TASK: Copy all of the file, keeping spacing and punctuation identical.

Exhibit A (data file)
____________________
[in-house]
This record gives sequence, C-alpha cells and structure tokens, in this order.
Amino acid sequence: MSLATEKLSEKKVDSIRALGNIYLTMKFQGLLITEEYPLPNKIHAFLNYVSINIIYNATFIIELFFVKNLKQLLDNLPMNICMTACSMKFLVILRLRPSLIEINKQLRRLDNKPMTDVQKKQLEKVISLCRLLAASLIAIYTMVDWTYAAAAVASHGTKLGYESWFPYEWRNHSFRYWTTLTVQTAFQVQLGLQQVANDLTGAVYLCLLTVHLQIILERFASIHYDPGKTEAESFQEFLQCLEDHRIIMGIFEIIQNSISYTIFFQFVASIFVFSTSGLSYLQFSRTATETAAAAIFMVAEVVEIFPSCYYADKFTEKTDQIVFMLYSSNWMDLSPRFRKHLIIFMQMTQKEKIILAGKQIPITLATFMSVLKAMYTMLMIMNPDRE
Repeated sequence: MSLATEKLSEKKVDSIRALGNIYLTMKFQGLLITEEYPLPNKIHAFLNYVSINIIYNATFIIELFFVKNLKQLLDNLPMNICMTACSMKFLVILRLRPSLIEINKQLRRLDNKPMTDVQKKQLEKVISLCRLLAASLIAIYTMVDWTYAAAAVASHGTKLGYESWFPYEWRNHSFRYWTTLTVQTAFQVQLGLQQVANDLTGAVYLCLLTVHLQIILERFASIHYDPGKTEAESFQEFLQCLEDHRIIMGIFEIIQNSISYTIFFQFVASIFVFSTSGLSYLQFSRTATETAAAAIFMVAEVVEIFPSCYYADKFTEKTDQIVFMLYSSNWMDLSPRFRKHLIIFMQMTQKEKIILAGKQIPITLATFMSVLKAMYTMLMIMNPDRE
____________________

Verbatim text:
[in-house]
This record gives sequence, C-alpha cells and structure tokens, in this order.
Amino acid sequence: MSLATEKLSEKKVDSIRALGNIYLTMKFQGLLITEEYPLPNKIHAFLNYVSINIIYNATFIIELFFVKNLKQLLDNLPMNICMTACSMKFLVILRLRPSLIEINKQLRRLDNKPMTDVQKKQLEKVISLCRLLAASLIAIYTMVDWTYAAAAVASHGTKLGYESWFPYEWRNHSFRYWTTLTVQTAFQVQLGLQQVANDLTGAVYLCLLTVHLQIILERFASIHYDPGKTEAESFQEFLQCLEDHRIIMGIFEIIQNSISYTIFFQFVASIFVFSTSGLSYLQFSRTATETAAAAIFMVAEVVEIFPSCYYADKFTEKTDQIVFMLYSSNWMDLSPRFRKHLIIFMQMTQKEKIILAGKQIPITLATFMSVLKAMYTMLMIMNPDRE
Repeated sequence: MSLATEKLSEKKVDSIRALGNIYLTMKFQGLLITEEYPLPNKIHAFLNYVSINIIYNATFIIELFFVKNLKQLLDNLPMNICMTACSMKFLVILRLRPSLIEINKQLRRLDNKPMTDVQKKQLEKVISLCRLLAASLIAIYTMVDWTYAAAAVASHGTKLGYESWFPYEWRNHSFRYWTTLTVQTAFQVQLGLQQVANDLTGAVYLCLLTVHLQIILERFASIHYDPGKTEAESFQEFLQCLEDHRIIMGIFEIIQNSISYTIFFQFVASIFVFSTSGLSYLQFSRTATETAAAAIFMVAEVVEIFPSCYYADKFTEKTDQIVFMLYSSNWMDLSPRFRKHLIIFMQMTQKEKIILAGKQIPITLATFMSVLKAMYTMLMIMNPDRE